In Mass Effect 2, the story shifted to the people that inhabit these galactic spaces. By moving to the wild Terminus Systems, Mass Effect 2 liberalized character development by emphasizing the Wild West nature of the cosmos. As we ventured into dirtier and more dangerous places, we found grittier, more scarred individuals and their backstories. Some of them, like Jack’s upbringing or Tali’s father, were downright tragic. Others, like Garrus’s quest for vengeance, could be sobering.
But what matters is that in the course of finding skilled individuals for Shepard’s suicide mission, the player was able to come to better terms with what it meant to have fear, trouble, and doubt. The nature of the suicide mission – that very terminal nature – amplified the worries of even the steeliest of beings, regardless of their humanity. In a way, Mass Effect 2 created a wonderful structure: you collected a squad of badasses whom, for all their badassery, had regrets because of their almost certain and inevitable death. They were scared that they’d never have another chance to right their wrongs, tell their loved ones they loved them, and close the book on old friendships. In Mass Effect 2, the journey was internal, propelled by the pressures of mortality as much as the grand space opera unfolding through the course of the narrative.
Mass Effect 3 incorporates variations of both sentiments, to varying degrees of effectiveness. Though we don’t find the exact same majesty of open space that we did in Mass Effect, we do find a sort of perverted majesty in the Reapers as they saunter slowly from place to place. As colossi, the Reapers in Mass Effect 3 remind us of Shepard’s physical insignificance. They’re ultimately uncaring, refusing to see the forest for the trees, focusing on civilizations and planets rather than the individuals that call them home. One section exemplifies this, as the size of a Reaper around a giant tower grows exponentially as Shepard and his or her squad rushes towards their goal, completely engulfed in the shadows of the Reaper’s legs. Its ponderousness is a threat in its own right, exemplifying the immensity of the enemy. Though we don’t look for final frontiers anymore, the Reapers remind us that these frontiers exist, and strange things will exist in such vast blackness.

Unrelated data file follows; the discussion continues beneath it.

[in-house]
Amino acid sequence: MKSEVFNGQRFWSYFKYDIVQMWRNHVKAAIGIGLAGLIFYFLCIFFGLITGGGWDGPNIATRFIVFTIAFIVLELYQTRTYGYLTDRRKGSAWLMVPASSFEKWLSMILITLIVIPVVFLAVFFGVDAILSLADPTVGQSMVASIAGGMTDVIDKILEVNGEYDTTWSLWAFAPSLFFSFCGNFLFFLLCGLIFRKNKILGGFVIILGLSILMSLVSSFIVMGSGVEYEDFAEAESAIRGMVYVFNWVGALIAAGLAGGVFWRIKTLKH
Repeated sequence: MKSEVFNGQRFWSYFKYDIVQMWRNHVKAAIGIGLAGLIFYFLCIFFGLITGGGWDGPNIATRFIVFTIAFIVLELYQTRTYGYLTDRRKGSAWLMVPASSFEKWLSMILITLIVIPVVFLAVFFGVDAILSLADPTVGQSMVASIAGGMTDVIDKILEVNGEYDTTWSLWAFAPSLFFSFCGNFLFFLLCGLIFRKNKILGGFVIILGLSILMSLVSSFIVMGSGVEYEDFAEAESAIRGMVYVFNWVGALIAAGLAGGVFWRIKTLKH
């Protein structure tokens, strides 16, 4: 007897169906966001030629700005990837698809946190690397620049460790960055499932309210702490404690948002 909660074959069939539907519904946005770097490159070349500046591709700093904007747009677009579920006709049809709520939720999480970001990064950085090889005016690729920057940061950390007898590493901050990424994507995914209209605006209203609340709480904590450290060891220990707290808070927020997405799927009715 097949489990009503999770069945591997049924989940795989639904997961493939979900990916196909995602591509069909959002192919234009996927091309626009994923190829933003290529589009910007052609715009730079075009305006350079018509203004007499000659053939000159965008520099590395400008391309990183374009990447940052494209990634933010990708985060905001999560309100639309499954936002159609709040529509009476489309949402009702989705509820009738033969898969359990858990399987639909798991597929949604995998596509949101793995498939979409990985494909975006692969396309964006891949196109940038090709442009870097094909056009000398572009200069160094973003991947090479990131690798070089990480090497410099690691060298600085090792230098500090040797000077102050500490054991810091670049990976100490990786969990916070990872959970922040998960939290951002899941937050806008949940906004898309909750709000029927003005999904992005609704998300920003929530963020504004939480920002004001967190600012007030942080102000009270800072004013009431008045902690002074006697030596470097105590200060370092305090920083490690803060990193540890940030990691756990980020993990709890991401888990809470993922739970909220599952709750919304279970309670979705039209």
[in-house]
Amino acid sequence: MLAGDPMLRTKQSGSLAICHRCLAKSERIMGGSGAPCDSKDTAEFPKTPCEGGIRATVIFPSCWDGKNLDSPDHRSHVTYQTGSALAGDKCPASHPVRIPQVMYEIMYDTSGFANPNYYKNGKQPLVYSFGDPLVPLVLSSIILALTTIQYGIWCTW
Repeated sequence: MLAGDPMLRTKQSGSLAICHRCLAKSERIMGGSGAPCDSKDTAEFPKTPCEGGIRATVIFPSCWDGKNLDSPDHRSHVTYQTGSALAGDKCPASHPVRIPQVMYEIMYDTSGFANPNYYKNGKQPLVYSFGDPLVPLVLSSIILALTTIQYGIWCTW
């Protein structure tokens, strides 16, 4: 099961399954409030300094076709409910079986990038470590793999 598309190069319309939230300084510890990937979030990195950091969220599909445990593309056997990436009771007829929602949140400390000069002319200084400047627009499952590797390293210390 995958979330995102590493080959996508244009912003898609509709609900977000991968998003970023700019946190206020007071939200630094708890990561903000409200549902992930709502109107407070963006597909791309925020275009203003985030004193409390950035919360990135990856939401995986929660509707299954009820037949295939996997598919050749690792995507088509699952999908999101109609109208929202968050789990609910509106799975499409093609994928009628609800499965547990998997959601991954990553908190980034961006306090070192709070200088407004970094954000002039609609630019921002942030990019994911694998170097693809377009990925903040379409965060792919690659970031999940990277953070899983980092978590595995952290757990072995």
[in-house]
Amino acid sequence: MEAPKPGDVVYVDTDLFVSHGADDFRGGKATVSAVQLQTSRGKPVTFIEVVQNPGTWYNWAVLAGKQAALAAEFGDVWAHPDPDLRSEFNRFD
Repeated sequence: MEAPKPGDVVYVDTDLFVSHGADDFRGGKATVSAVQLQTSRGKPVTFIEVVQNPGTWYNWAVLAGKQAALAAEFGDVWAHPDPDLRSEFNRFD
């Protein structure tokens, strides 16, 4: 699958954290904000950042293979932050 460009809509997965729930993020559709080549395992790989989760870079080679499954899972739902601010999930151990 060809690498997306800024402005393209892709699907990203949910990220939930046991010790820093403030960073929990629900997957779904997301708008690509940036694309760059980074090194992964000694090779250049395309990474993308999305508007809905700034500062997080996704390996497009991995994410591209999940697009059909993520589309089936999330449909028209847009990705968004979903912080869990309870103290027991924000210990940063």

As for the inwardness, the fear, the doubt, and the unfinished business that bubbles to the surface with the realization of death, it’s still there. However, it’s much more muted. Snippets and stories of people all around you as they deal with grief, scarcity, and uncertainty are enmeshed in the areas that the players go to for comfort. On the Normandy, you can hear the static-filled panic of Garrus’s father as he and his daughter attempt to flee to safety. At Huerta Memorial hospital, one memorable encounter with an asari commando manages to be convincing purely through the quality of the voice acting – you can feel the fear in their voice, the desperation. We listen to people worrying about the future of their career to keep their mind off of the destruction of Earth. These are strong people, powerful people, and they’re stripped of their might in the face of overwhelming and strange cruelty. Though Mass Effect 3 doesn’t have the oppressive terminal consciousness that Mass Effect 2’s suicide mission does, the knowledge that any day could be their last permeates the rationale of many of the characters, from the renewed krogan clans of Tuchanka to flight lieutenant Cortez.
Yet even that can’t temper the most egregious issue, which is the game’s inability to replicate powerlessness. A major theme that emerges from Mass Effect 3 is the zero-sum nature of the conflict: no matter what Shepard does, somebody is going to lose. There was a similar case of this in Mass Effect 1, where you had to sacrifice one team member to save another, but that was a much more powerful (though shorter and contained) case than in Mass Effect 3. This game just doesn’t know how to home in on the horror.
The Reapers are terrifying. Their minions are terrifying. The screech of the slow, lumbering banshees remains frightening. The clicks of the bulbous ravagers remains frightening. The Reapers are messing everyone up. You can’t save everyone. That’s the point.